“A permanent child allowance would provide a base level of support for middle-class and low-income families to rely on, and it would create a stronger safety net for our country,” Shaefer said. “We are better off as a society if we invest in our kids.”

Related 

Child Tax Credit: What You Need to Know factsheet (also in Arabic, Bengali and Spanish)

Listening to SNAP Participants to Improve Access to Expanded Child Tax Credit (policy brief)

Coronavirus Stimulus Payments website

Material Hardship and Mental Health Following the COVID-19 Relief Bill and American Rescue Plan Act (policy brief)

U-M research on material hardship in 2020 offers guidance for next economic relief package

Contact: Lauren Slagter, 734-929-8027, lslag@umich.edu

ANN ARBOR—Material hardship in the United States rose significantly in the final months of 2020 and was particularly high for households with children, according to new research from Poverty Solutions at the University of Michigan. 

The rise in hardship occurred at a time when the income supports from the first COVID-19 relief bill, the Coronavirus Aid, Relief and Economic Security (CARES) Act, had largely expired and the months-long economic recovery had stalled. Adults with children reported food insecurity and housing hardship at a rate 70% to 100% higher than adults without children, according to the research, which is outlined in a policy brief titled “Trends in Hardship and Mental Health in the United States at the End of 2020.”

These findings can help to inform the scope and scale of the next COVID-19 relief effort currently being debated in Congress. The authors—Patrick Cooney and H. Luke Shaefer—argue that based on the success of the CARES Act, Congress should expand and extend unemployment assistance and target support directly to households with children by expanding and making fully refundable the Child Tax Credit.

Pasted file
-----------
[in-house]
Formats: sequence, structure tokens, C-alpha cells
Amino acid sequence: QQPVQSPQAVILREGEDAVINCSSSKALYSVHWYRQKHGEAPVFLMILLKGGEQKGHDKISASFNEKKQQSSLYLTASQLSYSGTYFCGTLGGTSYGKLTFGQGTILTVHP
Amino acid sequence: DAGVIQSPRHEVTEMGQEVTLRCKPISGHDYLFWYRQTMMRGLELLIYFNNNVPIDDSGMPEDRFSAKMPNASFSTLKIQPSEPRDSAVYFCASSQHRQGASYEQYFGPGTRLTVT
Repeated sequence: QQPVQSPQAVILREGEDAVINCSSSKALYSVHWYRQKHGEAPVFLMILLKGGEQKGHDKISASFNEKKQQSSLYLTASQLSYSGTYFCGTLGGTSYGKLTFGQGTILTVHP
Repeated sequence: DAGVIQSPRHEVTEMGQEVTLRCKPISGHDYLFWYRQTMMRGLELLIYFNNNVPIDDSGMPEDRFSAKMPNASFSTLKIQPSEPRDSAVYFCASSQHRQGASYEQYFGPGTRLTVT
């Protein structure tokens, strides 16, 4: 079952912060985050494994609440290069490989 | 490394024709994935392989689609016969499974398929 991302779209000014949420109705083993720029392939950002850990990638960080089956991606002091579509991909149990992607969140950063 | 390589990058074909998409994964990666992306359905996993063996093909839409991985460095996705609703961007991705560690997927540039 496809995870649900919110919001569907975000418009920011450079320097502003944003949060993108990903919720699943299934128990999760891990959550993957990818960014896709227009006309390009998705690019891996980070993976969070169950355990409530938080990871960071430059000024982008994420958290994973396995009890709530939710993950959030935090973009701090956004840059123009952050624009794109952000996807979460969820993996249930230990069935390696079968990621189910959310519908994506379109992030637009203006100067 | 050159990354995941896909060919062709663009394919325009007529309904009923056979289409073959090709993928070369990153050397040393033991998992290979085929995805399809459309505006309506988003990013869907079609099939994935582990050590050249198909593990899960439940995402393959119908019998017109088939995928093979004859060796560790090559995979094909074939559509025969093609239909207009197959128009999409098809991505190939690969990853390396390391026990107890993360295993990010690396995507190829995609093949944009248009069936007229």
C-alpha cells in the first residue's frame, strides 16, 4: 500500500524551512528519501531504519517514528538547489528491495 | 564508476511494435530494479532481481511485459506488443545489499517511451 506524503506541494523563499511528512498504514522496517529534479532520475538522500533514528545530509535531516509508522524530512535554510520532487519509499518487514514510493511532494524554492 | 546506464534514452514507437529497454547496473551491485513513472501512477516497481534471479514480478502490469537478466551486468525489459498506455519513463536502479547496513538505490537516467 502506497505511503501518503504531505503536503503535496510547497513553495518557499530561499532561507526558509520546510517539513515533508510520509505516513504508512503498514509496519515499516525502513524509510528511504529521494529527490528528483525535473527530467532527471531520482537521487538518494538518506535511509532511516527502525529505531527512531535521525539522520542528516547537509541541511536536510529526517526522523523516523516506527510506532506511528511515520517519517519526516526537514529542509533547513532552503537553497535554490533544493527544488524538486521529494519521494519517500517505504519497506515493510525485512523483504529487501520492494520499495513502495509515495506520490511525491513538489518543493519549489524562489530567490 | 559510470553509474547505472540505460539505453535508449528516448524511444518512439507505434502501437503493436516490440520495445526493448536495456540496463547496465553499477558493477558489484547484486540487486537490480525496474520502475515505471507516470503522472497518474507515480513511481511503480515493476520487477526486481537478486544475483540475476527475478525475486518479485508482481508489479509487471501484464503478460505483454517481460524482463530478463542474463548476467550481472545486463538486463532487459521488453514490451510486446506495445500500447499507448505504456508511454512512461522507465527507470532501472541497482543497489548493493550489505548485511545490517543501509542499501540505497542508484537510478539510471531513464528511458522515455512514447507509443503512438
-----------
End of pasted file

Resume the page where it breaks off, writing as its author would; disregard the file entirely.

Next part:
Shaefer, who is the Hermann and Amalie Kohn Professor of Social Justice and Social Policy and director of Poverty Solutions, and a number of other leading poverty scholars have proposed expanding the existing Child Tax Credit and transforming it into a monthly child allowance. The Biden administration and U.S. Sen. Mitt Romney (R-Utah) are now advancing similar proposals. Estimates suggest the Biden administration’s proposed expansion of the Child Tax Credit would reduce child poverty by 45%.

“Expanding the existing Child Tax Credit, making it fully refundable, and dispersing it on a monthly basis would bring immediate support to families struggling during the COVID-19 crisis and dramatically reduce child poverty over the long-term,” Shaefer said. “Children have long been among the poorest in our country. Now is the time to do something transformational for struggling families.”

This is the second brief from Poverty Solutions tracking hardship through the pandemic. The research includes reported food insecurity, housing hardship, financial instability and mental health symptoms from August 2020 to January 2021, through the U.S. Census Bureau’s Household Pulse Survey, a nationally representative survey deployed regularly since early in the pandemic.

The authors found hardship increased steeply beginning in November 2020, as COVID-19 cases rose, the economic recovery slowed, and CARES Act income supports may have been depleted. By December 2020, the unemployment rate had plateaued at 6.7%, there were still roughly 9 million fewer Americans working than in February 2020, and the number of long-term unemployed continued to rise, suggesting many were still unable to find work.

Household Pulse data from January suggests the relatively modest COVID-19 economic relief bill passed in late December 2020 may have provided a necessary lifeline for many households, though it is unclear if it will be enough to significantly reduce hardship. 

“This data is consistent with other analyses that found monthly poverty rates have increased in recent months, after we initially saw poverty drop and hardship stabilize after the CARES Act,” said Cooney, assistant director of economic mobility at Poverty Solutions. “It’s possible those initial supports were able to sustain struggling households for awhile, but by late fall, it appears that money had been exhausted for many who still could not find employment.”

Read the full policy brief

Related

Expanding the Child Tax Credit in the age of COVID-19

Hardship and Well-being in the United States after the CARES Act (July 2020)